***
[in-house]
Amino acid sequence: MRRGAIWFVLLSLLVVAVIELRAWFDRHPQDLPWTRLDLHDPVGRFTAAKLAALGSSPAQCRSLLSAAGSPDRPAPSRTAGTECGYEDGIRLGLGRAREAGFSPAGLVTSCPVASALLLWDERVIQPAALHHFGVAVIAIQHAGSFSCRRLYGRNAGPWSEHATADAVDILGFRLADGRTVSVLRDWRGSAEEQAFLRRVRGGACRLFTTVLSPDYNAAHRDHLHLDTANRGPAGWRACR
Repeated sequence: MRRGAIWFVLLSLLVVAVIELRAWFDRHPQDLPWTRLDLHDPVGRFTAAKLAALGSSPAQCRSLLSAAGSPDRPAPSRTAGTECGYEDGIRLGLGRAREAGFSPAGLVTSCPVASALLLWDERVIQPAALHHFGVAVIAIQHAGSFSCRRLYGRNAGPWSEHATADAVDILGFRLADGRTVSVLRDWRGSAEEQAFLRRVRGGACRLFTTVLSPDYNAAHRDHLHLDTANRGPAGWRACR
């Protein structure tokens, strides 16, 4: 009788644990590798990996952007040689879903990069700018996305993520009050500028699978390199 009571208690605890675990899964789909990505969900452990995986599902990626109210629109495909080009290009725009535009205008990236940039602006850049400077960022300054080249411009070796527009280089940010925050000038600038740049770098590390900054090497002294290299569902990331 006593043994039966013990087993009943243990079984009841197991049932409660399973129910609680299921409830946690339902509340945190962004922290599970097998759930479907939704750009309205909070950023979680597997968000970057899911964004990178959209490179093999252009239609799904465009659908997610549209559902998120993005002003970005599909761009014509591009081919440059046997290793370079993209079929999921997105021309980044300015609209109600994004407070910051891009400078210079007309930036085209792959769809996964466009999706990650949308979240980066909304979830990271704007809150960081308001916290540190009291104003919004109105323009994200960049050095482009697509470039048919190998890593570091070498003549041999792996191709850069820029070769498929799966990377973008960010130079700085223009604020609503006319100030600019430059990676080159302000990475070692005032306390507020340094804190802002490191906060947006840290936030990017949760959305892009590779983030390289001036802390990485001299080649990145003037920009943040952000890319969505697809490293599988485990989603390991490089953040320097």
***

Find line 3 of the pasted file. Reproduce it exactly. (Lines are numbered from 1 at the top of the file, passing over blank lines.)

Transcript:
Repeated sequence: MRRGAIWFVLLSLLVVAVIELRAWFDRHPQDLPWTRLDLHDPVGRFTAAKLAALGSSPAQCRSLLSAAGSPDRPAPSRTAGTECGYEDGIRLGLGRAREAGFSPAGLVTSCPVASALLLWDERVIQPAALHHFGVAVIAIQHAGSFSCRRLYGRNAGPWSEHATADAVDILGFRLADGRTVSVLRDWRGSAEEQAFLRRVRGGACRLFTTVLSPDYNAAHRDHLHLDTANRGPAGWRACR